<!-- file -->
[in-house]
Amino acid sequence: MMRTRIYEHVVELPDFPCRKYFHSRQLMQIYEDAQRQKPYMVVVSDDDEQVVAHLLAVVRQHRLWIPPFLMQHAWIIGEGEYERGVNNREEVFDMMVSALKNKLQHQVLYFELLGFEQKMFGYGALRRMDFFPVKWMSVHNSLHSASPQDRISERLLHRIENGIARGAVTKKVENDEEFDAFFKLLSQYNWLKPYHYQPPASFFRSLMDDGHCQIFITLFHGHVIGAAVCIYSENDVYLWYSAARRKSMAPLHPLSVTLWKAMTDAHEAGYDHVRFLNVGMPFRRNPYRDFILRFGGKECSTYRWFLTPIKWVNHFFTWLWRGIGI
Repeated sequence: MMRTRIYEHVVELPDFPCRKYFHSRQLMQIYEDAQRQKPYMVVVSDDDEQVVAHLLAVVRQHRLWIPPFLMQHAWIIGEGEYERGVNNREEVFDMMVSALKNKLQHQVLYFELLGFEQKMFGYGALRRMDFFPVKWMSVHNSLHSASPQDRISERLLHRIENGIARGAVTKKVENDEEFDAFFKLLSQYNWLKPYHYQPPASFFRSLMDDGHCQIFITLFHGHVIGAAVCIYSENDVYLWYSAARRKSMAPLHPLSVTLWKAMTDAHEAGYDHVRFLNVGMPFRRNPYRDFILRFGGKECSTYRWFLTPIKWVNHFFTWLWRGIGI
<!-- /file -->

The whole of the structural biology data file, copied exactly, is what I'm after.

[in-house]
Amino acid sequence: MMRTRIYEHVVELPDFPCRKYFHSRQLMQIYEDAQRQKPYMVVVSDDDEQVVAHLLAVVRQHRLWIPPFLMQHAWIIGEGEYERGVNNREEVFDMMVSALKNKLQHQVLYFELLGFEQKMFGYGALRRMDFFPVKWMSVHNSLHSASPQDRISERLLHRIENGIARGAVTKKVENDEEFDAFFKLLSQYNWLKPYHYQPPASFFRSLMDDGHCQIFITLFHGHVIGAAVCIYSENDVYLWYSAARRKSMAPLHPLSVTLWKAMTDAHEAGYDHVRFLNVGMPFRRNPYRDFILRFGGKECSTYRWFLTPIKWVNHFFTWLWRGIGI
Repeated sequence: MMRTRIYEHVVELPDFPCRKYFHSRQLMQIYEDAQRQKPYMVVVSDDDEQVVAHLLAVVRQHRLWIPPFLMQHAWIIGEGEYERGVNNREEVFDMMVSALKNKLQHQVLYFELLGFEQKMFGYGALRRMDFFPVKWMSVHNSLHSASPQDRISERLLHRIENGIARGAVTKKVENDEEFDAFFKLLSQYNWLKPYHYQPPASFFRSLMDDGHCQIFITLFHGHVIGAAVCIYSENDVYLWYSAARRKSMAPLHPLSVTLWKAMTDAHEAGYDHVRFLNVGMPFRRNPYRDFILRFGGKECSTYRWFLTPIKWVNHFFTWLWRGIGI